A student-run resource for reliable reports on the latest law and technology news

Federal Circuit Flash Digest

By Kayla Haran – Edited by Ken Winterbottom

Court Finds Negative Claim Limitation Meets Written Description Requirements

International Trade Commission’s Expansion of its Jurisdiction to Include Electronic Transmissions of Digital Data Ruled Improper

Court Holds That Patent Trial and Appeal Board Did Not Deny Procedural Rights in Review



Federal Circuit Flash Digest

By Patrick Gallagher – Edited by Ken Winterbottom

TOR Project Head Alleges FBI Paid Carnegie Mellon for Hack in Connection with Silk Road 2.0 Investigation

DOJ Decides Not to Support FCC in Efforts to Preempt States Laws Limiting Municipal Broadband Projects

D.C. Court of Appeals Permits Continuation of Bulk Domestic Phone Data Collection



Senate passes Cybersecurity Information Sharing Act

By Frederick Ding — Edited by Yunnan Jiang

On October 27, 2015, the Senate passed the Cybersecurity Information Sharing Act (CISA), which enables companies to share cyber threat indicators with each other and the federal government, and immunizes them from liability for sharing under the act. Tech companies and journalists have vocally expressed opposition to the act, which may enable companies to share users’ personal information.



Senators push bill protecting interstate trade secrets amidst concerns over trolling

By Bhargav Srinivasan – Edited by Olga Slobodyanyuk

The Senate Judiciary Committee is deliberating a bill to provide US companies with extra legal protections for trade secrets for products or services used in interstate commerce. However, some legal scholars believe the bill creates strong potential for companies to engage in “trade secret trolling” by falsely accusing rivals of stealing trade secrets in order to stall their business. The ensuing debate now weighs the intent of the bill with the potential for legal bullying.



Federal Circuit Flash Digest

By Keke Wu – Edited by Yunnan Jiang

Federal Circuit Rejects-in-part the District Court’s Claim Construction

No Jurisdiction to Claim Reputational Harm after Settlement

Federal Circuit Affirms-in-part PTAB in Belden vs. Berk-Tek


SOFA Entm’t, Inc. v. Dodger Prods., Inc.
By Erica Larson – Edited by Alex Shank

SOFA Entm’t, Inc. v. Dodger Prods., Inc. No. 2:08-cv-02616 (9th Cir. Mar. 11, 2013)
Slip Opinion

Photo By: bagaballCC BY 2.0

The Ninth Circuit affirmed the decision of the District Court for the Central District of California to grant summary judgment and award attorneys’ fees to Dodger Productions, Inc. (“Dodger”) in its suit against SOFA Entertainment, Inc. (“SOFA”).

In an opinion by Judge Trott, the court concluded that Dodger’s unlicensed use of a clip from the Ed Sullivan Show fell squarely within the fair use exception. In so holding, the court stated that the use was transformative and the clip used was not at the core of the copyrighted work. In addition, the court awarded attorneys’ fees to Dodger, on the grounds that SOFA should have known that it had little chance of success.

Dan Levine, writing for Thomson Reuters, offers a concise overview of the case. All Media Law provides a more detailed discussion. In her blog, Rebecca Tushnet focuses on the court’s use of fees to send a message about the purposes of copyright. (more…)

Posted On Mar - 19 - 2013 Comments Off READ FULL POST

By Samantha Rothberg

Flash DigestReuters Employee Indicted for Conspiring with Anonymous to Hack News Site

A federal grand jury indicted Reuters’ deputy social media editor Matthew Keys for allegedly conspiring with the hacking group Anonymous, Reuters reports. The indictment claims that in 2010, shortly after being fired from his job with a Sacramento television station owned by the Tribune Company, Keys gave Anonymous members a username and password linked to the company’s server. A hacker nicknamed “Sharpie” then used the log-in credentials to hack the Los Angeles Times website, changing the text and headline of a news story. Keys has been charged with three criminal counts, including conspiracy to cause damage to a protected computer, and faces a maximum sentence of up to 25 years in prison and up to $750,000 in fines.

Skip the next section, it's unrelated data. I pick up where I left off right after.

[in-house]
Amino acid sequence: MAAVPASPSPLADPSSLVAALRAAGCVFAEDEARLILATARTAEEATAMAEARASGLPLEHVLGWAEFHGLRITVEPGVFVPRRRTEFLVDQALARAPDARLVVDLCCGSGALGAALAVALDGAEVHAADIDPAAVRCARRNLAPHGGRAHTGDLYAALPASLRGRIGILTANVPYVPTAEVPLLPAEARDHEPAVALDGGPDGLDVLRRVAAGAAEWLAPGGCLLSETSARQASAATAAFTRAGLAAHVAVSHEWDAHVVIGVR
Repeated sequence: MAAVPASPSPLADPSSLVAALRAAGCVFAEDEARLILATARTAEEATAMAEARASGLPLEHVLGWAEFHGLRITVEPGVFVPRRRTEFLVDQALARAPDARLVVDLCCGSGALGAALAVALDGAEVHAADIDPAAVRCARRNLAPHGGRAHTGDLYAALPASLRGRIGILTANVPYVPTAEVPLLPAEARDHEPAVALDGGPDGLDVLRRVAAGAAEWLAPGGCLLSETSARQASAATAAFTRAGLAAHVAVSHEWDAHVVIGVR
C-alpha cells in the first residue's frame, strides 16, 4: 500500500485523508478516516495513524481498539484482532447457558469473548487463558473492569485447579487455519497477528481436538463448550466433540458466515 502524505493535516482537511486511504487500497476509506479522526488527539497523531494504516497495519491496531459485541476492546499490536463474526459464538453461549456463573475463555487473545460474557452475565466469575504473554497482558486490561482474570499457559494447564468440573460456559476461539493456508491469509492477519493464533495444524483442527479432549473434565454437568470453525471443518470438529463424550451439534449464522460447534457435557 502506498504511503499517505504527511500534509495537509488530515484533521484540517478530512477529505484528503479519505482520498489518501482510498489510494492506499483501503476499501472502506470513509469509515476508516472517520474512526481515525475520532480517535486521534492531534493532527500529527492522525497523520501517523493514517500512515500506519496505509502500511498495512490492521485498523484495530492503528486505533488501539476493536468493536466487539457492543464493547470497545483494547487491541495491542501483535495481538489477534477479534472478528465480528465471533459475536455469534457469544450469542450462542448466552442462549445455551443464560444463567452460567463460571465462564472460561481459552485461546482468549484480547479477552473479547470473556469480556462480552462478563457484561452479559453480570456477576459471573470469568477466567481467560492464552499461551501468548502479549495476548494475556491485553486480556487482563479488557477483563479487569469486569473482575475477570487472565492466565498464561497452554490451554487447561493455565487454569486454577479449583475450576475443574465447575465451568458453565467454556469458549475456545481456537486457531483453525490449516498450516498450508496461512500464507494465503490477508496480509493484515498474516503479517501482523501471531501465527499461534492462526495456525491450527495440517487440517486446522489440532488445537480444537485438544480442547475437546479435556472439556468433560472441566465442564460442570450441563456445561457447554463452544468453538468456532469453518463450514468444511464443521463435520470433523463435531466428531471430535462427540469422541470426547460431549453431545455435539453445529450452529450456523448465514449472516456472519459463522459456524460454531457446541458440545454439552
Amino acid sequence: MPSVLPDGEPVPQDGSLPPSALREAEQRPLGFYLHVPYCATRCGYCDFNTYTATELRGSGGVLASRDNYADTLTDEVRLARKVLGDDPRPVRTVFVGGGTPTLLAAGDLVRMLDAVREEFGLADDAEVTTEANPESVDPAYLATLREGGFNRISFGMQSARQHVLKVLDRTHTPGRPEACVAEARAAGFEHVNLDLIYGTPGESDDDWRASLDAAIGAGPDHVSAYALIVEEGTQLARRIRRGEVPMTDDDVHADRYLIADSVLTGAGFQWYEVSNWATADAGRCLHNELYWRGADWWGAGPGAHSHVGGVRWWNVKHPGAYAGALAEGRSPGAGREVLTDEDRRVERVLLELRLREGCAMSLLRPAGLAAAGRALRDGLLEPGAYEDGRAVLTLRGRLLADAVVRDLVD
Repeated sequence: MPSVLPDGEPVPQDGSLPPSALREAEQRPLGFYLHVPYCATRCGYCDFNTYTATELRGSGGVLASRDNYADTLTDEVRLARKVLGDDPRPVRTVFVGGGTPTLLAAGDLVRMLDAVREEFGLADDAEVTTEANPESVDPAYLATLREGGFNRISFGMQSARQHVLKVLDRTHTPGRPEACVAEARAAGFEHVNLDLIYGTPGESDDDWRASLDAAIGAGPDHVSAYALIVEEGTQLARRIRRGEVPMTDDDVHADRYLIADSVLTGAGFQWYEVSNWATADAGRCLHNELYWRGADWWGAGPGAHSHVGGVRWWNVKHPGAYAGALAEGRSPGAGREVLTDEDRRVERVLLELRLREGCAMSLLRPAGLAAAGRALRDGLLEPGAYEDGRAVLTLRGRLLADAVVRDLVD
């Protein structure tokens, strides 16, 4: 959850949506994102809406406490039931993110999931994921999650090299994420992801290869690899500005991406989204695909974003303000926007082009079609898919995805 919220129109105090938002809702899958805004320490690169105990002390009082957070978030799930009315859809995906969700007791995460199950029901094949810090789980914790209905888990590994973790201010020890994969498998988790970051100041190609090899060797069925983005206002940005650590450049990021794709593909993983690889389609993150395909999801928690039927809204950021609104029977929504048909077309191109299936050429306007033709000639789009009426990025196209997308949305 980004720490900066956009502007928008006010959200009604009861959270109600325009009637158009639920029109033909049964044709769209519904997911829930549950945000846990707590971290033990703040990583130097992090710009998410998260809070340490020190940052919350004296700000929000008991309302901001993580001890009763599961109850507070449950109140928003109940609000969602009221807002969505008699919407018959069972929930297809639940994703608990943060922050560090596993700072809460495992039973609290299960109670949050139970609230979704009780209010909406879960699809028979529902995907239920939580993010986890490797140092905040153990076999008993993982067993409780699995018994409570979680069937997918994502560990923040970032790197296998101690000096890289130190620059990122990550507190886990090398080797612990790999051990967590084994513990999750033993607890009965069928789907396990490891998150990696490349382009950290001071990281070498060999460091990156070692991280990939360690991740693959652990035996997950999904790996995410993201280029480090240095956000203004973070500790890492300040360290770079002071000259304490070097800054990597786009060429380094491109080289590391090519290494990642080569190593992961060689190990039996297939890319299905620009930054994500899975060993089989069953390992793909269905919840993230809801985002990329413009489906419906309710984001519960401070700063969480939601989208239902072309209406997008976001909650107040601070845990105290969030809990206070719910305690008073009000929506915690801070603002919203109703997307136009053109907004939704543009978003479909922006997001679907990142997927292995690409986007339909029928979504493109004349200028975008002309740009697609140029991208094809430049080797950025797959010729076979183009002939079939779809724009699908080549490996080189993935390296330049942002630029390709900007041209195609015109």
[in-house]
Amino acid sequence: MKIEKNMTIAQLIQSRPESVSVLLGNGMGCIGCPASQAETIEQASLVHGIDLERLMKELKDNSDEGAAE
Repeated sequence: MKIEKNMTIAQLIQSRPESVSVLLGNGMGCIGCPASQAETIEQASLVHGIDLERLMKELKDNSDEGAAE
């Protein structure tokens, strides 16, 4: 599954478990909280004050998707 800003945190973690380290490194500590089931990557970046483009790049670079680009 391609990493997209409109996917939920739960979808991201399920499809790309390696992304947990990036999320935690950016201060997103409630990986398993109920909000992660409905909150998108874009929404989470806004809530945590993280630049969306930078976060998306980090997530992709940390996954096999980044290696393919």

Federal Judge Allows FTC to Serve International Defendants via Facebook

A U.S. District Judge granted the FTC’s request to serve documents via email and Facebook to defendants in India who are accused of scamming U.S. consumers, reports Evan Brown at internetcases. In his opinion granting the request, Judge Paul Engelmayer noted that service by email and Facebook is not prohibited by international agreement. Furthermore, Judge Engelmayer found that service by email and Facebook comports with due process requirements in this case because it is “reasonably calculated” to provide the defendants with notice, particularly given evidence showing that the Facebook and email accounts in question are actually owned and used by the defendants. While Judge Engelmayer noted that courts must be open to the possibility of “service via technological means of then-recent vintage,” he also expressed skepticism that service via Facebook alone would be sufficient to meet due process requirements.

D.C. Circuit Reinstates ACLU Lawsuit Seeking Information on CIA’s Role in Drone Strikes

The U.S. Court of Appeals for the District of Columbia reinstated an American Civil Liberties Union lawsuit seeking CIA documents relating to the agency’s drone program, Bloomberg reports. The ACLU filed a Freedom of Information Act request in 2010 for records disclosing the legal basis for the use of drones to kill civilians abroad, and the CIA argued that to confirm or deny the existence of the drone program would pose a threat to national security. A district court accepted the CIA’s reasoning and dismissed the case in 2011, but the appeals court rejected their argument and sent the case back to the district court for further proceedings. The court ruled that since the drone targeting program had been publicly acknowledged by senior administration officials, including President Barack Obama, former Defense Secretary Leon Panetta, and current CIA Director John Brennan, the agency had waived its right to withhold the information.

Google Settles Street View Lawsuit, Acknowledges Privacy Violations